Meditation Log, Day 1: Can’t wait to meditate. Found a nice cushion, good spot in my room, I can see it now. Me 2.0 here I come! Oh and today’s session was so great. I feel so balanced and centered.
Day 2: Is it time to meditate again already? Huh, that snuck up pretty quick. I made it! Two days in a row!
Day 3: I’ll make up for it with an extra session this weekend.
Following week: Let’s not talk about.
If you’re anything like me, this song will sound familiar. Be it meditation, or any other long term habit I try to form, if it takes sustained effort, at some point (for me) it has a tendency to fall apart.
I sincerely wanted to keep a daily practice. When I meditated I noticed how much better I felt throughout the day. When I was feeling anxious or stuck, I wished I had stuck to my practice. And yet sooner or later the number of days I skipped grew larger than those on which I sat. Thinking a new angle might work, I dove into the meditation “deep end” and committed to a 10-day silent meditation retreat. If I can make it through this — I thought — a daily practice will be peanuts in comparison. Well, I did make it. And after the retreat I indeed managed to meditate daily. For less than a week. There goes that theory!
In March of 2016 I completed a roughly two year stint of meditating every day. With a few exceptions, my track record was close to 100%. As I reflect on how I (of all people) was able to establish a daily practice and make it stick, here are a few of my lessons learned
Designing A Practice That Sticks
My approach to meditating daily was essentially based on sheer will. When that continued to unravel, putting in place two elements did the trick:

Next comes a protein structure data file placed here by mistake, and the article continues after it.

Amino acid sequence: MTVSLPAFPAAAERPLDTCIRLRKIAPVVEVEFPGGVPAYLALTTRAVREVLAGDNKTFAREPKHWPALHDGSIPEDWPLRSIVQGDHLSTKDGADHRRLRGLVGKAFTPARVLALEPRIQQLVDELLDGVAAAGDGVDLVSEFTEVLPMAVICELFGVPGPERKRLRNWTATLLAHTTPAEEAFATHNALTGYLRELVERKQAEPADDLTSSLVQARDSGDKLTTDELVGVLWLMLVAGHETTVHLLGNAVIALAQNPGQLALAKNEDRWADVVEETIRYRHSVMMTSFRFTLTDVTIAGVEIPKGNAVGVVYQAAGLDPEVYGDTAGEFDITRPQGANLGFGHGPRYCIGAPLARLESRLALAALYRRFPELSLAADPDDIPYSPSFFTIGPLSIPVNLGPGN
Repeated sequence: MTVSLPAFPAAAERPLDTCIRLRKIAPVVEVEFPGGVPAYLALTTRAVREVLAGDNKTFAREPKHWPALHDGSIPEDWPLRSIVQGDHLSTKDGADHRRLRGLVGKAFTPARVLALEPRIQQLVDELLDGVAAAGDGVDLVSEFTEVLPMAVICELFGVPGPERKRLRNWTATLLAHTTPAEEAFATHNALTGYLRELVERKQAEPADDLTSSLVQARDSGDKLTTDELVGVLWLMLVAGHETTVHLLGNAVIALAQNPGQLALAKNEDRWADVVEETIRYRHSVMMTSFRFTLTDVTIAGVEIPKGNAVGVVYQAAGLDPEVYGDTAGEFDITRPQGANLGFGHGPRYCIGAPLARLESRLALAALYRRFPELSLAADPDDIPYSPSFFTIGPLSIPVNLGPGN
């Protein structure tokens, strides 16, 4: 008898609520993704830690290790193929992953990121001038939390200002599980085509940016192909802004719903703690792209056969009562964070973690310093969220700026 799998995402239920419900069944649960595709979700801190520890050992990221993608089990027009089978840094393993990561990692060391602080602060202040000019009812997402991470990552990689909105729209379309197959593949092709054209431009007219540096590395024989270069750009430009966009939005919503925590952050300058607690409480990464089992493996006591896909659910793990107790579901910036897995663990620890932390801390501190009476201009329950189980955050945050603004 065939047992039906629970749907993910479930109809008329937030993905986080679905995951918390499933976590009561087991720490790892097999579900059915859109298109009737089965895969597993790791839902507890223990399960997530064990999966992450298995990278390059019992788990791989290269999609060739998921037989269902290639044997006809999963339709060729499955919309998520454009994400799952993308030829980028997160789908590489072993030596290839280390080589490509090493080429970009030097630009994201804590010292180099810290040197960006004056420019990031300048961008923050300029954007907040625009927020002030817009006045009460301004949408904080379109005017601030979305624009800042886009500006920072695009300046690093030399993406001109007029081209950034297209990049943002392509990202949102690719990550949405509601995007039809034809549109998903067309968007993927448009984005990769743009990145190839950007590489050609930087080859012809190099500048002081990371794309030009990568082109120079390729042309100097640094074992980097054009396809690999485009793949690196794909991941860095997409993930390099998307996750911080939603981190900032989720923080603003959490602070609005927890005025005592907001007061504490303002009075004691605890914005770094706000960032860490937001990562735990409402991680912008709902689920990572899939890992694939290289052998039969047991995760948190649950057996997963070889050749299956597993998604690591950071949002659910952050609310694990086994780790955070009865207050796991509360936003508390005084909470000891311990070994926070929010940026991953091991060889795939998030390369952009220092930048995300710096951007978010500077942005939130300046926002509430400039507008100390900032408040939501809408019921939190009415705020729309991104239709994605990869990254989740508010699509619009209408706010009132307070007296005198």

1: Set an achievable goal (no matter what)
Eyes heavy, body spent from a full day of traipsing through the city: how am I going meditate today? Alarm buzzing, full day of travel followed by dinner with friends or family: when am I going to find the time? I often ran into such quandaries, all of which seemed to conspire to push meditation off my schedule. Knowing that moments like these would keep coming up, I asked myself: what is the minimum amount of time I can sit no matter what my day looks like. For me, the answer was 15 minutes. Whether I was sick, traveling, or it was New Year’s eve, no matter how busy I was, I knew that if it was indeed a priority, I could make room for a quarter-of-an-hour in my day. (Note: at this point I had been meditating — on and off — for a while. If I were just starting off, I may have set that time to something that felt like less of a haul — say 5 minutes).
2: Don’t “break the chain”